On July 7, 2012, NBC launched a new Saturday morning block aimed at preschool-aged children, NBC Kids, under a time lease agreement with co-owned cable network Sprout (which NBC, through corporate parent Comcast, also owned a minority interest before purchasing it outright in 2012).

Cookie Jar Toons/This is for Kids[edit]

On November 1, 2008, This TV launched airing a daily children's program block called Cookie Jar Toons, which was programmed by Cookie Jar Group.[25][26] The block featured mainly scripted animated and live action series; Cookie Jar-produced programs that did not count towards E/I quotas aired under the sub-block This is for Kids. Cookie Jar Toons/This is for Kids was discontinued on October 31, 2013, effectively removing Saturday children's programming from the network; after Tribune Broadcasting assumed part-ownership of This TV from Weigel Broadcasting the following day, Tribune replaced the block with a three-hour Sunday morning lineup of exclusively E/I-compliant programs from various syndication distributors.

DiC Kids Network/Cookie Jar Kids Network[edit]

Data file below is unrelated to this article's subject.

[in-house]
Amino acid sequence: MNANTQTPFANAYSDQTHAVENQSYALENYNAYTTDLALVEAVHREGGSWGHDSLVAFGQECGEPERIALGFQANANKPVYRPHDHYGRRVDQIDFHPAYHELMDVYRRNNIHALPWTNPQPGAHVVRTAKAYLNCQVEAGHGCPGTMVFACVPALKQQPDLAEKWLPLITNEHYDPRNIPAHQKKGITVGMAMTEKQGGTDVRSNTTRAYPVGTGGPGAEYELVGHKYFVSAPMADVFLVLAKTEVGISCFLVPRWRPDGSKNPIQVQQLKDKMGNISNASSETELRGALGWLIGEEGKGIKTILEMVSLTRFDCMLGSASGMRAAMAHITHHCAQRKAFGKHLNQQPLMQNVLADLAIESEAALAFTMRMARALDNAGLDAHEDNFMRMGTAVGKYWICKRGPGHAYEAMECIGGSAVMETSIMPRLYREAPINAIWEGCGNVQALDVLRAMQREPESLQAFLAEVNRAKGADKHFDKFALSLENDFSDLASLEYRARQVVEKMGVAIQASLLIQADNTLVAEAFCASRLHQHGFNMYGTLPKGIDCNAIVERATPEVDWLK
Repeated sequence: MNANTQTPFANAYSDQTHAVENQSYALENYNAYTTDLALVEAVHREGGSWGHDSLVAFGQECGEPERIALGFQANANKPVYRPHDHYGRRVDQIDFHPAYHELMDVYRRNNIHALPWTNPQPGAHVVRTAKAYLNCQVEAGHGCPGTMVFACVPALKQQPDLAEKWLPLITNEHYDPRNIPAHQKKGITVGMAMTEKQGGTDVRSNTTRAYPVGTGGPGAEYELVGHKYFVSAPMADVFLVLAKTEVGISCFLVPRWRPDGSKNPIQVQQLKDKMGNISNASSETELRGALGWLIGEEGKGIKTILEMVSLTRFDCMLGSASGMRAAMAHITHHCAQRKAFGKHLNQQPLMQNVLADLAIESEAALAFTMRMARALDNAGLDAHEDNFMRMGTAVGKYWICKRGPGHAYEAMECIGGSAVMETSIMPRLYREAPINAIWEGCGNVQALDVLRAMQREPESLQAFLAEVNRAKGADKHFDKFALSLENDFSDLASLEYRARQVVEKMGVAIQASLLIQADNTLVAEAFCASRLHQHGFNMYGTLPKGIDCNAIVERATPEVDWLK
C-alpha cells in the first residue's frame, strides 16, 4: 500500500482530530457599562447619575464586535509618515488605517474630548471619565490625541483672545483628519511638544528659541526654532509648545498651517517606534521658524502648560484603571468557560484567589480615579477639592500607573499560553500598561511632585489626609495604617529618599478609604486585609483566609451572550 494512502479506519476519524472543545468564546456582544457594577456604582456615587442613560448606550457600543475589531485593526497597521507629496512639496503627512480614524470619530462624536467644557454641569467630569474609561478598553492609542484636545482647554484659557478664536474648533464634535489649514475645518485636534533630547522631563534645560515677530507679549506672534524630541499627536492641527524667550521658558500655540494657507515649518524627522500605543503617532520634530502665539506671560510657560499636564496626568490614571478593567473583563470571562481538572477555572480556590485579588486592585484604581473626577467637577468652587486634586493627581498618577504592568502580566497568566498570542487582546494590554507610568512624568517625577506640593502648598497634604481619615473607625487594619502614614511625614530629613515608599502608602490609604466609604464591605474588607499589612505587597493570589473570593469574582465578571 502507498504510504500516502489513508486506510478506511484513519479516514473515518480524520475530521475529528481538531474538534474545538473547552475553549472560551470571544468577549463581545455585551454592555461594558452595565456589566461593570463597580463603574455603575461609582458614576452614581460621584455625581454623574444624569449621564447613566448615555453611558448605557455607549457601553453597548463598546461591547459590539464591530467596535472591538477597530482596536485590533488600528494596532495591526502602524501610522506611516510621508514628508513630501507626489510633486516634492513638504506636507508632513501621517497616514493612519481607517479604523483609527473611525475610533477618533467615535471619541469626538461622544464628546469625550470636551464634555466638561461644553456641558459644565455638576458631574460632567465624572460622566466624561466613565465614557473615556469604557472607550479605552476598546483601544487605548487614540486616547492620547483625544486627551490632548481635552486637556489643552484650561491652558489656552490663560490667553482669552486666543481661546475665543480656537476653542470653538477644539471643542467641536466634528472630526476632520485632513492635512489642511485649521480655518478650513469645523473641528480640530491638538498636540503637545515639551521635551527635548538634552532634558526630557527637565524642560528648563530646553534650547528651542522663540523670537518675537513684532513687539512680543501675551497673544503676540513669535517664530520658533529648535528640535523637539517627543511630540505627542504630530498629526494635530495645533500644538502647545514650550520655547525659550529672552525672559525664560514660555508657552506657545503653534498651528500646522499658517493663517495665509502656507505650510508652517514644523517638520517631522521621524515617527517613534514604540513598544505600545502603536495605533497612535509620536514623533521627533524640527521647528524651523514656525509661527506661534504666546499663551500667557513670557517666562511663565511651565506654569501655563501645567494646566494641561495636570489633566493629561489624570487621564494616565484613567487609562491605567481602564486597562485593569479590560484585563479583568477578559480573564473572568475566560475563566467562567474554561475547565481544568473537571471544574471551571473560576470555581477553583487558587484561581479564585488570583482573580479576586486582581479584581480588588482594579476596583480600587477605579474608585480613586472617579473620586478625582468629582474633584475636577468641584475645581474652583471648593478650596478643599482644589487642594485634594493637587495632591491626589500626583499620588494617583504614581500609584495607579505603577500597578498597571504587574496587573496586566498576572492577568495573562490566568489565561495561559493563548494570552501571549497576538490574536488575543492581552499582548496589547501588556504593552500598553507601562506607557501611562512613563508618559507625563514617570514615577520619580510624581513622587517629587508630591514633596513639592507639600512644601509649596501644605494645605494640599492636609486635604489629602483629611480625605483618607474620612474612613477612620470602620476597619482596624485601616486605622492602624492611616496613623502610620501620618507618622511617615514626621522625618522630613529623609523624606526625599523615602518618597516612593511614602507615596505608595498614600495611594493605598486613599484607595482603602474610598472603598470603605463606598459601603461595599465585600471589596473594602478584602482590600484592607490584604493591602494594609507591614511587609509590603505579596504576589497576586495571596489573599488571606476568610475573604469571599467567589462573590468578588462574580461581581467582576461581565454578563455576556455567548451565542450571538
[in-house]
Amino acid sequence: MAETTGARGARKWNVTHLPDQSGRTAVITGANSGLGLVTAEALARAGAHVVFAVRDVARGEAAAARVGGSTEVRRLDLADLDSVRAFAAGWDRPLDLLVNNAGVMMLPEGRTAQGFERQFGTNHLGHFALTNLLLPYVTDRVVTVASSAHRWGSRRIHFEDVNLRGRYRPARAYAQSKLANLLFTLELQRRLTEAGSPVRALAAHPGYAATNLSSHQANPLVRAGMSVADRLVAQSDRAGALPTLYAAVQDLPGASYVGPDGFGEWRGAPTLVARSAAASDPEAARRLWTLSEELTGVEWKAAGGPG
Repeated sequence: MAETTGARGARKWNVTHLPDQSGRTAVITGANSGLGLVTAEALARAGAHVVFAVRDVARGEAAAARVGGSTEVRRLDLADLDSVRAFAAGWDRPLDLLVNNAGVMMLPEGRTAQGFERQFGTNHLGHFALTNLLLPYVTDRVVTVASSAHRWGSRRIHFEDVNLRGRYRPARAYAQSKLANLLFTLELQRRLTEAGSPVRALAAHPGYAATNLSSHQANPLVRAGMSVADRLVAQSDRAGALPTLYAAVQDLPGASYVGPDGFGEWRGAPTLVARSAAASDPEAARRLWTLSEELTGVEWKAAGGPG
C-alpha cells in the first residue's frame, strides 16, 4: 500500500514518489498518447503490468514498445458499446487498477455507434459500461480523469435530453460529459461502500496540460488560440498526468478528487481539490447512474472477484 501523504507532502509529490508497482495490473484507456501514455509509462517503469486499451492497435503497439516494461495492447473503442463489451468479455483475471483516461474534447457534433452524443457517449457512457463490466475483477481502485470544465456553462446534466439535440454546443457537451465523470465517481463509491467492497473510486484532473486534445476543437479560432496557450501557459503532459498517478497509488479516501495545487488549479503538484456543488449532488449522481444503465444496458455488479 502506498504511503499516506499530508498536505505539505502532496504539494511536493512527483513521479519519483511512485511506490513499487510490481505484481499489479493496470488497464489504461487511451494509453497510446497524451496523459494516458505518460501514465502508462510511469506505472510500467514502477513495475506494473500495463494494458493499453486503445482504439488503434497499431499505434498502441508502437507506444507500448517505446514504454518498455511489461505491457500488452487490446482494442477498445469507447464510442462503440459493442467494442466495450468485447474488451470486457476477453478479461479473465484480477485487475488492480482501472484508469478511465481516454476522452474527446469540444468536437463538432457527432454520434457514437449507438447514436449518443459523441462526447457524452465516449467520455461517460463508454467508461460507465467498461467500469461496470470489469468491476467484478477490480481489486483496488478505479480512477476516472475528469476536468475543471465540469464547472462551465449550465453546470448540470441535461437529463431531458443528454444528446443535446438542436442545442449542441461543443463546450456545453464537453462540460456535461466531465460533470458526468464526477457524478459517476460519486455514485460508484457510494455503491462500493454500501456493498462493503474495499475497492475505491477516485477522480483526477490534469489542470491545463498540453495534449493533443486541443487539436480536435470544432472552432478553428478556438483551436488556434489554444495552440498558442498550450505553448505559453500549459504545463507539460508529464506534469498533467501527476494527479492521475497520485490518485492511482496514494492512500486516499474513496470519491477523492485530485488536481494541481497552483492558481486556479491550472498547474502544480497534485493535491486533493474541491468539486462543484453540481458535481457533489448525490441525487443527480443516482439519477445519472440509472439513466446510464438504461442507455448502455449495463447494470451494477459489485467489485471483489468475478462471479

The Cookie Jar Kids Network (formerly DiC Kids Network) was a syndicated children's programming block that aired select animated (and some live action) series from the Cookie Jar Group program library on Fox, CW and MyNetworkTV affiliated stations, and Independent stations to allow these stations to meet required E/I programming quotas. This block ended on September 18, 2011.

PTV/PBS Kids[edit]

PBS has run daytime children's programming targeted at children between the ages of 4 and 12 since the network debuted in 1970. Its afternoon and Saturday morning children's programming was folded into a daily block called PBS Kids (that aired weekdays from 2:00 to 5:00 p.m. and Saturdays from 9:00 a.m. to noon local time) on September 6, 1999; a spin-off PBS Kids Channel launched on that same date. PBS Kids had ran for six years and it was funded by DirecTV; however, on September 24, 2005, it was then replaced by Sprout.